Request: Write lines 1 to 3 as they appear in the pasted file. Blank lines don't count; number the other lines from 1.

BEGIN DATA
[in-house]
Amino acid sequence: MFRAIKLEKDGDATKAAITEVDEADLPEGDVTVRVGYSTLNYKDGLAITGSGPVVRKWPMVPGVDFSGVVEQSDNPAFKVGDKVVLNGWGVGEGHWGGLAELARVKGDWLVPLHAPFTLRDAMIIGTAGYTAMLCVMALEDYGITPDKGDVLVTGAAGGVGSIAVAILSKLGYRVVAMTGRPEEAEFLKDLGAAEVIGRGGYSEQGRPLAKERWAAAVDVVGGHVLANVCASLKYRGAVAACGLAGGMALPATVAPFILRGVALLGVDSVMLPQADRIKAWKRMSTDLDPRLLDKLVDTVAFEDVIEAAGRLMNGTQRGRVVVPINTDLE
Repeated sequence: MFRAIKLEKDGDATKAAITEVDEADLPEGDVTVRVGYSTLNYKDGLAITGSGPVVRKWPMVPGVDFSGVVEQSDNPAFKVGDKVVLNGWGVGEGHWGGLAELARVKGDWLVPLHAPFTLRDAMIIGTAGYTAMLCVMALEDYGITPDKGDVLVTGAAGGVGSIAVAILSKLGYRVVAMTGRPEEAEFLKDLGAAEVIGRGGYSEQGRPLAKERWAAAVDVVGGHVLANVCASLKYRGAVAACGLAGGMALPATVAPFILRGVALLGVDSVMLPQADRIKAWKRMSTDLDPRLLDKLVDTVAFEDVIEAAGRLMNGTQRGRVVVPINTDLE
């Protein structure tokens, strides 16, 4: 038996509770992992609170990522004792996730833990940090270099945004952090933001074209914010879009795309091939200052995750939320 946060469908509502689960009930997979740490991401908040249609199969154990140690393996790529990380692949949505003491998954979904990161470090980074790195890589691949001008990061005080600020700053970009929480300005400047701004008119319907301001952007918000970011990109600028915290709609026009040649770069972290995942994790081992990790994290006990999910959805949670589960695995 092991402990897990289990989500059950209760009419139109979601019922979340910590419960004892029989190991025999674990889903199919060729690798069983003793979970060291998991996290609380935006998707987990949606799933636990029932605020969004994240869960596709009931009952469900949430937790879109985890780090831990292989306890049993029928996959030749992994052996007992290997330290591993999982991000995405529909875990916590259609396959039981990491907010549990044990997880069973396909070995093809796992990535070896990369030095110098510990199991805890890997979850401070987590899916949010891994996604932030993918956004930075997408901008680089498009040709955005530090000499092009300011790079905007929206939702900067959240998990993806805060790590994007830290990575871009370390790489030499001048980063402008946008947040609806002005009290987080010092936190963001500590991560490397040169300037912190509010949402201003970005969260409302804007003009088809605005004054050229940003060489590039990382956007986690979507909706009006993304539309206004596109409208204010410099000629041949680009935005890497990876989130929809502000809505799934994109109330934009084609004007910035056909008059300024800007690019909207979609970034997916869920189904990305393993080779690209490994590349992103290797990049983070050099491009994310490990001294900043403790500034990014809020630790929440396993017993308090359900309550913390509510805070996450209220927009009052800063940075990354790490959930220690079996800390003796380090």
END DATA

[in-house]
Amino acid sequence: MFRAIKLEKDGDATKAAITEVDEADLPEGDVTVRVGYSTLNYKDGLAITGSGPVVRKWPMVPGVDFSGVVEQSDNPAFKVGDKVVLNGWGVGEGHWGGLAELARVKGDWLVPLHAPFTLRDAMIIGTAGYTAMLCVMALEDYGITPDKGDVLVTGAAGGVGSIAVAILSKLGYRVVAMTGRPEEAEFLKDLGAAEVIGRGGYSEQGRPLAKERWAAAVDVVGGHVLANVCASLKYRGAVAACGLAGGMALPATVAPFILRGVALLGVDSVMLPQADRIKAWKRMSTDLDPRLLDKLVDTVAFEDVIEAAGRLMNGTQRGRVVVPINTDLE
Repeated sequence: MFRAIKLEKDGDATKAAITEVDEADLPEGDVTVRVGYSTLNYKDGLAITGSGPVVRKWPMVPGVDFSGVVEQSDNPAFKVGDKVVLNGWGVGEGHWGGLAELARVKGDWLVPLHAPFTLRDAMIIGTAGYTAMLCVMALEDYGITPDKGDVLVTGAAGGVGSIAVAILSKLGYRVVAMTGRPEEAEFLKDLGAAEVIGRGGYSEQGRPLAKERWAAAVDVVGGHVLANVCASLKYRGAVAACGLAGGMALPATVAPFILRGVALLGVDSVMLPQADRIKAWKRMSTDLDPRLLDKLVDTVAFEDVIEAAGRLMNGTQRGRVVVPINTDLE